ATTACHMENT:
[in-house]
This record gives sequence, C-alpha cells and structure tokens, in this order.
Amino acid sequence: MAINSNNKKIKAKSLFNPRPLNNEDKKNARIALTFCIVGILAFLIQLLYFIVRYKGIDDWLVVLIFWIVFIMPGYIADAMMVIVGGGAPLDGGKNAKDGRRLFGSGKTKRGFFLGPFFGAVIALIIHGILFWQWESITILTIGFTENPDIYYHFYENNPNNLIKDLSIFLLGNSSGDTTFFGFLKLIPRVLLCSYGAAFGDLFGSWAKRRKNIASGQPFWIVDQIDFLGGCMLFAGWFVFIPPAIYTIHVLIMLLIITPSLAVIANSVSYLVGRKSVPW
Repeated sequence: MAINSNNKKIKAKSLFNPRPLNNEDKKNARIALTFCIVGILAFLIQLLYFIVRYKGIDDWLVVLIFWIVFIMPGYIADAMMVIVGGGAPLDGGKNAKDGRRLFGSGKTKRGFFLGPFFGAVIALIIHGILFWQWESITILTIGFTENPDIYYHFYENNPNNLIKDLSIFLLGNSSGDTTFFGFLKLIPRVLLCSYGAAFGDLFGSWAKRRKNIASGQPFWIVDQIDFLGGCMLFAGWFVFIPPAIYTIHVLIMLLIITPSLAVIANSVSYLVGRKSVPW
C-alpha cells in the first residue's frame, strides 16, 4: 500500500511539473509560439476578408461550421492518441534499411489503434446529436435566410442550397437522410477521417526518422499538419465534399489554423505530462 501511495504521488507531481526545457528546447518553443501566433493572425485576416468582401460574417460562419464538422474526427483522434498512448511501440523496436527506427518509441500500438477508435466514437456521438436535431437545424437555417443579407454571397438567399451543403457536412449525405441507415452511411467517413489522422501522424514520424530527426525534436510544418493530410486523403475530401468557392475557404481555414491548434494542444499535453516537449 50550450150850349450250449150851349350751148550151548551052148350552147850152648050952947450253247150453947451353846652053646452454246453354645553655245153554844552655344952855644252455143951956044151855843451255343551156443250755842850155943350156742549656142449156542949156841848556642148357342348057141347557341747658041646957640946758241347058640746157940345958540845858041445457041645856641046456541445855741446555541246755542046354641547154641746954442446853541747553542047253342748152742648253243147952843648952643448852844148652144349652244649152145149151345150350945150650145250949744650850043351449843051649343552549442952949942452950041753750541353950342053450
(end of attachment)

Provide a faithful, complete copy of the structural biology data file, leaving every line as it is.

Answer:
[in-house]
This record gives sequence, C-alpha cells and structure tokens, in this order.
Amino acid sequence: MAINSNNKKIKAKSLFNPRPLNNEDKKNARIALTFCIVGILAFLIQLLYFIVRYKGIDDWLVVLIFWIVFIMPGYIADAMMVIVGGGAPLDGGKNAKDGRRLFGSGKTKRGFFLGPFFGAVIALIIHGILFWQWESITILTIGFTENPDIYYHFYENNPNNLIKDLSIFLLGNSSGDTTFFGFLKLIPRVLLCSYGAAFGDLFGSWAKRRKNIASGQPFWIVDQIDFLGGCMLFAGWFVFIPPAIYTIHVLIMLLIITPSLAVIANSVSYLVGRKSVPW
Repeated sequence: MAINSNNKKIKAKSLFNPRPLNNEDKKNARIALTFCIVGILAFLIQLLYFIVRYKGIDDWLVVLIFWIVFIMPGYIADAMMVIVGGGAPLDGGKNAKDGRRLFGSGKTKRGFFLGPFFGAVIALIIHGILFWQWESITILTIGFTENPDIYYHFYENNPNNLIKDLSIFLLGNSSGDTTFFGFLKLIPRVLLCSYGAAFGDLFGSWAKRRKNIASGQPFWIVDQIDFLGGCMLFAGWFVFIPPAIYTIHVLIMLLIITPSLAVIANSVSYLVGRKSVPW
C-alpha cells in the first residue's frame, strides 16, 4: 500500500511539473509560439476578408461550421492518441534499411489503434446529436435566410442550397437522410477521417526518422499538419465534399489554423505530462 501511495504521488507531481526545457528546447518553443501566433493572425485576416468582401460574417460562419464538422474526427483522434498512448511501440523496436527506427518509441500500438477508435466514437456521438436535431437545424437555417443579407454571397438567399451543403457536412449525405441507415452511411467517413489522422501522424514520424530527426525534436510544418493530410486523403475530401468557392475557404481555414491548434494542444499535453516537449 50550450150850349450250449150851349350751148550151548551052148350552147850152648050952947450253247150453947451353846652053646452454246453354645553655245153554844552655344952855644252455143951956044151855843451255343551156443250755842850155943350156742549656142449156542949156841848556642148357342348057141347557341747658041646957640946758241347058640746157940345958540845858041445457041645856641046456541445855741446555541246755542046354641547154641746954442446853541747553542047253342748152742648253243147952843648952643448852844148652144349652244649152145149151345150350945150650145250949744650850043351449843051649343552549442952949942452950041753750541353950342053450